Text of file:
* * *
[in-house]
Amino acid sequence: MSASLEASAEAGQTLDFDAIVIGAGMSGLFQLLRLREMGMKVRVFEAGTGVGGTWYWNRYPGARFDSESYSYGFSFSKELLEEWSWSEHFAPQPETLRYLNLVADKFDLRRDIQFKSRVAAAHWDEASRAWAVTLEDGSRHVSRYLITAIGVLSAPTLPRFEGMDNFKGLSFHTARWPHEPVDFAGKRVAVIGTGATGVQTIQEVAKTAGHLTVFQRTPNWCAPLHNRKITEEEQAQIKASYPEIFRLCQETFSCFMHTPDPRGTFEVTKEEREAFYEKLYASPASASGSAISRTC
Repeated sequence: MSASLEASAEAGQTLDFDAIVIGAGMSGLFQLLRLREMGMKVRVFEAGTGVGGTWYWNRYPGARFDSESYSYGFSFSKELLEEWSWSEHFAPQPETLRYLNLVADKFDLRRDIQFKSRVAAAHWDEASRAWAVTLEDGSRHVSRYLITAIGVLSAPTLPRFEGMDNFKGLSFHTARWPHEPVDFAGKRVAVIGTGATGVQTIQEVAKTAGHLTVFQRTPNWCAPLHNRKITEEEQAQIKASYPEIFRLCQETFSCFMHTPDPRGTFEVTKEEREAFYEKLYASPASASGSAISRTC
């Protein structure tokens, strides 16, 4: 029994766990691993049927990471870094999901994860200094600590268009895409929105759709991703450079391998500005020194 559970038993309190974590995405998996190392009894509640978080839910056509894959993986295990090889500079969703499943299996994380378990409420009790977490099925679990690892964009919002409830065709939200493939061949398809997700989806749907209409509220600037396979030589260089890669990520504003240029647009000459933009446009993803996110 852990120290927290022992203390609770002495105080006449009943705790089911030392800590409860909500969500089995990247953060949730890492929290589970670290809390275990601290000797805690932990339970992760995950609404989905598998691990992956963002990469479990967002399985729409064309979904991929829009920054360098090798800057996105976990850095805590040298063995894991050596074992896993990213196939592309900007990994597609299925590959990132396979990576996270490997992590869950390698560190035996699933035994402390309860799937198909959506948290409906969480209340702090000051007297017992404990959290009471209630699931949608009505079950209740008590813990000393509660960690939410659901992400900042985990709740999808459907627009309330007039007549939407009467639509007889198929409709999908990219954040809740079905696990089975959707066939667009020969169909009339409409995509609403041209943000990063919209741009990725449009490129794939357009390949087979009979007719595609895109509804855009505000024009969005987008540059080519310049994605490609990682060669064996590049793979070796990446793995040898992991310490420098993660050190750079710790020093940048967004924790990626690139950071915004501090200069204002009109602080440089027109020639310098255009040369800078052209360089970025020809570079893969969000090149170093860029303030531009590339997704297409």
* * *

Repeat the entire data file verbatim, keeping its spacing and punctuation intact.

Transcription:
[in-house]
Amino acid sequence: MSASLEASAEAGQTLDFDAIVIGAGMSGLFQLLRLREMGMKVRVFEAGTGVGGTWYWNRYPGARFDSESYSYGFSFSKELLEEWSWSEHFAPQPETLRYLNLVADKFDLRRDIQFKSRVAAAHWDEASRAWAVTLEDGSRHVSRYLITAIGVLSAPTLPRFEGMDNFKGLSFHTARWPHEPVDFAGKRVAVIGTGATGVQTIQEVAKTAGHLTVFQRTPNWCAPLHNRKITEEEQAQIKASYPEIFRLCQETFSCFMHTPDPRGTFEVTKEEREAFYEKLYASPASASGSAISRTC
Repeated sequence: MSASLEASAEAGQTLDFDAIVIGAGMSGLFQLLRLREMGMKVRVFEAGTGVGGTWYWNRYPGARFDSESYSYGFSFSKELLEEWSWSEHFAPQPETLRYLNLVADKFDLRRDIQFKSRVAAAHWDEASRAWAVTLEDGSRHVSRYLITAIGVLSAPTLPRFEGMDNFKGLSFHTARWPHEPVDFAGKRVAVIGTGATGVQTIQEVAKTAGHLTVFQRTPNWCAPLHNRKITEEEQAQIKASYPEIFRLCQETFSCFMHTPDPRGTFEVTKEEREAFYEKLYASPASASGSAISRTC
């Protein structure tokens, strides 16, 4: 029994766990691993049927990471870094999901994860200094600590268009895409929105759709991703450079391998500005020194 559970038993309190974590995405998996190392009894509640978080839910056509894959993986295990090889500079969703499943299996994380378990409420009790977490099925679990690892964009919002409830065709939200493939061949398809997700989806749907209409509220600037396979030589260089890669990520504003240029647009000459933009446009993803996110 852990120290927290022992203390609770002495105080006449009943705790089911030392800590409860909500969500089995990247953060949730890492929290589970670290809390275990601290000797805690932990339970992760995950609404989905598998691990992956963002990469479990967002399985729409064309979904991929829009920054360098090798800057996105976990850095805590040298063995894991050596074992896993990213196939592309900007990994597609299925590959990132396979990576996270490997992590869950390698560190035996699933035994402390309860799937198909959506948290409906969480209340702090000051007297017992404990959290009471209630699931949608009505079950209740008590813990000393509660960690939410659901992400900042985990709740999808459907627009309330007039007549939407009467639509007889198929409709999908990219954040809740079905696990089975959707066939667009020969169909009339409409995509609403041209943000990063919209741009990725449009490129794939357009390949087979009979007719595609895109509804855009505000024009969005987008540059080519310049994605490609990682060669064996590049793979070796990446793995040898992991310490420098993660050190750079710790020093940048967004924790990626690139950071915004501090200069204002009109602080440089027109020639310098255009040369800078052209360089970025020809570079893969969000090149170093860029303030531009590339997704297409």